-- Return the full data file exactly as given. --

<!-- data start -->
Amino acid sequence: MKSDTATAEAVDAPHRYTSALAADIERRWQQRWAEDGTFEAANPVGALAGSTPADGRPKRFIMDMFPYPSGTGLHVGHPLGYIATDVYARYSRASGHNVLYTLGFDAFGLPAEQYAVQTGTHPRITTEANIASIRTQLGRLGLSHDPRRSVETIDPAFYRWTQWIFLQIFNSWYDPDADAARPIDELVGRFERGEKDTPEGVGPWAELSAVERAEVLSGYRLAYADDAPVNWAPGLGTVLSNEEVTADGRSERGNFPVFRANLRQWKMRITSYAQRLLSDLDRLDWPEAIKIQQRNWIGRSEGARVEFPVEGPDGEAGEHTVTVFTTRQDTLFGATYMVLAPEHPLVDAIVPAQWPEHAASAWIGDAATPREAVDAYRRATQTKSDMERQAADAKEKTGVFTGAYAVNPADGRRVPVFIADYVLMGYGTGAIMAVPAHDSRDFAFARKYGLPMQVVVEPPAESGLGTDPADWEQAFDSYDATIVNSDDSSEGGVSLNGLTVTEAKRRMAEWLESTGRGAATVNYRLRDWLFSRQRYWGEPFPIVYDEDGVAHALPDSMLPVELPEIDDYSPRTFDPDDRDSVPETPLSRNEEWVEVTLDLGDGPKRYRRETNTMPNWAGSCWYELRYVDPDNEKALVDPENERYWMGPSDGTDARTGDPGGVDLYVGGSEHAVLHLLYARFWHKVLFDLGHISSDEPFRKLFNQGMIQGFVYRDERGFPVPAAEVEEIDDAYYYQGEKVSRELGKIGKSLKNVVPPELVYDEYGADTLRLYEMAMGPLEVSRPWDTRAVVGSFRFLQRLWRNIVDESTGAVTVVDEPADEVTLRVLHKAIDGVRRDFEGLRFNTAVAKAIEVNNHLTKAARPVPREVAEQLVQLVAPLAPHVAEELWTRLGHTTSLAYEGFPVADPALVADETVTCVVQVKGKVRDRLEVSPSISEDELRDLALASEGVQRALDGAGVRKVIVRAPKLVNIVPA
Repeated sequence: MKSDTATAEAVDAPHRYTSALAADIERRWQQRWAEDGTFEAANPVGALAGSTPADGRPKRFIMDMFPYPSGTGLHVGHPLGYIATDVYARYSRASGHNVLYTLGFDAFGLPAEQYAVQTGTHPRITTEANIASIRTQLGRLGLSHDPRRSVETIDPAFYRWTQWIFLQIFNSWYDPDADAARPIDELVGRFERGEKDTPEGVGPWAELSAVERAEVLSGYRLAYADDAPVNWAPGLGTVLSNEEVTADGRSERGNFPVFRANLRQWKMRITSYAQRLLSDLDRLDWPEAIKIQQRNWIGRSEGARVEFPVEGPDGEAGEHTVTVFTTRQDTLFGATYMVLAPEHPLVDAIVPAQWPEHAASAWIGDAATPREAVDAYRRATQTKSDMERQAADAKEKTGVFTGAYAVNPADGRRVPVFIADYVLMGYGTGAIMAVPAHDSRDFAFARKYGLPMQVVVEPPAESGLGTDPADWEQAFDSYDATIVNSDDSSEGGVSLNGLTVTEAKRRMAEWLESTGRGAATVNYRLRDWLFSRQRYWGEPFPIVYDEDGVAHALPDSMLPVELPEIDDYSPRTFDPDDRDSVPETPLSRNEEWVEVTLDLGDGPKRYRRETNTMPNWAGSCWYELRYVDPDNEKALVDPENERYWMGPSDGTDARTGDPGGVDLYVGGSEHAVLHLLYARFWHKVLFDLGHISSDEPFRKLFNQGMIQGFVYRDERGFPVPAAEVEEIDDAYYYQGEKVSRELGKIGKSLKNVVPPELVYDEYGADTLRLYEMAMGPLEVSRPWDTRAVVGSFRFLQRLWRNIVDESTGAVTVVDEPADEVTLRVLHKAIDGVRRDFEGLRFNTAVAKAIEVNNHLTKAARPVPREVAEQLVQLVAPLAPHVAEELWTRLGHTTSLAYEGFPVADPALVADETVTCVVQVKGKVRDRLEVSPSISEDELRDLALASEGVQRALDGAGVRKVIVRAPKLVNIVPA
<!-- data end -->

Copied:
Amino acid sequence: MKSDTATAEAVDAPHRYTSALAADIERRWQQRWAEDGTFEAANPVGALAGSTPADGRPKRFIMDMFPYPSGTGLHVGHPLGYIATDVYARYSRASGHNVLYTLGFDAFGLPAEQYAVQTGTHPRITTEANIASIRTQLGRLGLSHDPRRSVETIDPAFYRWTQWIFLQIFNSWYDPDADAARPIDELVGRFERGEKDTPEGVGPWAELSAVERAEVLSGYRLAYADDAPVNWAPGLGTVLSNEEVTADGRSERGNFPVFRANLRQWKMRITSYAQRLLSDLDRLDWPEAIKIQQRNWIGRSEGARVEFPVEGPDGEAGEHTVTVFTTRQDTLFGATYMVLAPEHPLVDAIVPAQWPEHAASAWIGDAATPREAVDAYRRATQTKSDMERQAADAKEKTGVFTGAYAVNPADGRRVPVFIADYVLMGYGTGAIMAVPAHDSRDFAFARKYGLPMQVVVEPPAESGLGTDPADWEQAFDSYDATIVNSDDSSEGGVSLNGLTVTEAKRRMAEWLESTGRGAATVNYRLRDWLFSRQRYWGEPFPIVYDEDGVAHALPDSMLPVELPEIDDYSPRTFDPDDRDSVPETPLSRNEEWVEVTLDLGDGPKRYRRETNTMPNWAGSCWYELRYVDPDNEKALVDPENERYWMGPSDGTDARTGDPGGVDLYVGGSEHAVLHLLYARFWHKVLFDLGHISSDEPFRKLFNQGMIQGFVYRDERGFPVPAAEVEEIDDAYYYQGEKVSRELGKIGKSLKNVVPPELVYDEYGADTLRLYEMAMGPLEVSRPWDTRAVVGSFRFLQRLWRNIVDESTGAVTVVDEPADEVTLRVLHKAIDGVRRDFEGLRFNTAVAKAIEVNNHLTKAARPVPREVAEQLVQLVAPLAPHVAEELWTRLGHTTSLAYEGFPVADPALVADETVTCVVQVKGKVRDRLEVSPSISEDELRDLALASEGVQRALDGAGVRKVIVRAPKLVNIVPA
Repeated sequence: MKSDTATAEAVDAPHRYTSALAADIERRWQQRWAEDGTFEAANPVGALAGSTPADGRPKRFIMDMFPYPSGTGLHVGHPLGYIATDVYARYSRASGHNVLYTLGFDAFGLPAEQYAVQTGTHPRITTEANIASIRTQLGRLGLSHDPRRSVETIDPAFYRWTQWIFLQIFNSWYDPDADAARPIDELVGRFERGEKDTPEGVGPWAELSAVERAEVLSGYRLAYADDAPVNWAPGLGTVLSNEEVTADGRSERGNFPVFRANLRQWKMRITSYAQRLLSDLDRLDWPEAIKIQQRNWIGRSEGARVEFPVEGPDGEAGEHTVTVFTTRQDTLFGATYMVLAPEHPLVDAIVPAQWPEHAASAWIGDAATPREAVDAYRRATQTKSDMERQAADAKEKTGVFTGAYAVNPADGRRVPVFIADYVLMGYGTGAIMAVPAHDSRDFAFARKYGLPMQVVVEPPAESGLGTDPADWEQAFDSYDATIVNSDDSSEGGVSLNGLTVTEAKRRMAEWLESTGRGAATVNYRLRDWLFSRQRYWGEPFPIVYDEDGVAHALPDSMLPVELPEIDDYSPRTFDPDDRDSVPETPLSRNEEWVEVTLDLGDGPKRYRRETNTMPNWAGSCWYELRYVDPDNEKALVDPENERYWMGPSDGTDARTGDPGGVDLYVGGSEHAVLHLLYARFWHKVLFDLGHISSDEPFRKLFNQGMIQGFVYRDERGFPVPAAEVEEIDDAYYYQGEKVSRELGKIGKSLKNVVPPELVYDEYGADTLRLYEMAMGPLEVSRPWDTRAVVGSFRFLQRLWRNIVDESTGAVTVVDEPADEVTLRVLHKAIDGVRRDFEGLRFNTAVAKAIEVNNHLTKAARPVPREVAEQLVQLVAPLAPHVAEELWTRLGHTTSLAYEGFPVADPALVADETVTCVVQVKGKVRDRLEVSPSISEDELRDLALASEGVQRALDGAGVRKVIVRAPKLVNIVPA